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Pop Art

When the kitschy, banal, and mass-market became art


Pop Art

The subjects of Pop Art lie in the banal and everyday objects that surround us; soup cans and comic strips, movie stars and gas stations. Spanning a period beginning in the mid-1950s and continuing to today, the Pop art movement challenged the very foundations of fine and ‘high’ art. Coined from the ‘pop’ in popular culture, artworks of this era utilized mass culture as a material, questioned the role of the artist, and adopted techniques associated with methods of mechanical reproduction.

Pop art emerged as a reaction to the ideas of abstract expressionism which favored subjective experience and emphasized the unique approach of the individual artist. Instead, Pop artists created works that denied the possibility of originality and in many instances were copies or series of repetitions, like Andy Warhol’s silk screen prints of Marilyn Monroe or Roy Lichtenstein’s Crying Girl, a simulacra of a comic book illustration. Artworks made use of advertising, magazines, celebrities, labelling, logos, found images and objects and the typography of commercial graphic design. Pop art can also be identified through the characteristics of irony, kitsch, and pastiche, marking it as a distinctly postmodern movement.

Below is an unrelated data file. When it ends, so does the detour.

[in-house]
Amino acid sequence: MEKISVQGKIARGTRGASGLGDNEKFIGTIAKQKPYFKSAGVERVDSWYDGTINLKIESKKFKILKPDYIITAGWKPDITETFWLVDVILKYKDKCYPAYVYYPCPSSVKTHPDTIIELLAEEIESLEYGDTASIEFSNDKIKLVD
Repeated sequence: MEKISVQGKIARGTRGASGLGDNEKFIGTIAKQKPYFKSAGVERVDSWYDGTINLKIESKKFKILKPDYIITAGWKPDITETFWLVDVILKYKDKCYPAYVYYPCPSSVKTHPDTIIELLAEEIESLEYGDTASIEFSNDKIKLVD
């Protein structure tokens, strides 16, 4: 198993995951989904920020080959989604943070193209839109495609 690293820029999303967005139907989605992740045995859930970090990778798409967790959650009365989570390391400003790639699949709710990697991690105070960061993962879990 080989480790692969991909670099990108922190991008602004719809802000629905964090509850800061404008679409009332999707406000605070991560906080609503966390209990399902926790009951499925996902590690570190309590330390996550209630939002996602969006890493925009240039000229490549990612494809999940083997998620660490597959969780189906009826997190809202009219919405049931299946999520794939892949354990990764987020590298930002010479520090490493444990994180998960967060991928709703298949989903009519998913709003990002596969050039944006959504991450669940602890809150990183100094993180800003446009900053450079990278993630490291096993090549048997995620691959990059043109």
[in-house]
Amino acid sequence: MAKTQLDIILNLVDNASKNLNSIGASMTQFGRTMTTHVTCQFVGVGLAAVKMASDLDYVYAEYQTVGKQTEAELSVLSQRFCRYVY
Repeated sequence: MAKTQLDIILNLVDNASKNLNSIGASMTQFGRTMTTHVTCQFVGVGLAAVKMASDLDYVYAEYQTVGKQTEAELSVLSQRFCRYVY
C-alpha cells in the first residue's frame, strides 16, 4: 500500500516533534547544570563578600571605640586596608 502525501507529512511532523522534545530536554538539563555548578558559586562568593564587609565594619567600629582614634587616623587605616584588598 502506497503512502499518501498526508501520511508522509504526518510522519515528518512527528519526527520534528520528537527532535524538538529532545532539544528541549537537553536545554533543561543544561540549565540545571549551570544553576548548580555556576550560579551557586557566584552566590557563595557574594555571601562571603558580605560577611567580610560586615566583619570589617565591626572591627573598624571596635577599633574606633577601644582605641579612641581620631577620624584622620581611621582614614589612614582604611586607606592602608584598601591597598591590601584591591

Whether glossy copies or fragmented narratives, pop artists like Keith Haring, Jeff Koons, Richard Hamilton, Claes Oldenburg, Ed Ruscha, Robert Indiana, Jasper Johns, and Billy Apple produced a diverse range of work. TASCHEN captures the breadth of pop in books that address the group as a whole as well as Basic Art Series books on significant artists. Many of TASCHEN’s books interact with the legacy of Pop art, like Allen Jones’ cover for the Naomi Campbell monograph or the David Hockney SUMO. Marking a mid point in the art of the twentieth century, Pop continues to help us understand the world we live in - one in which the boundaries of art and life continue to blur.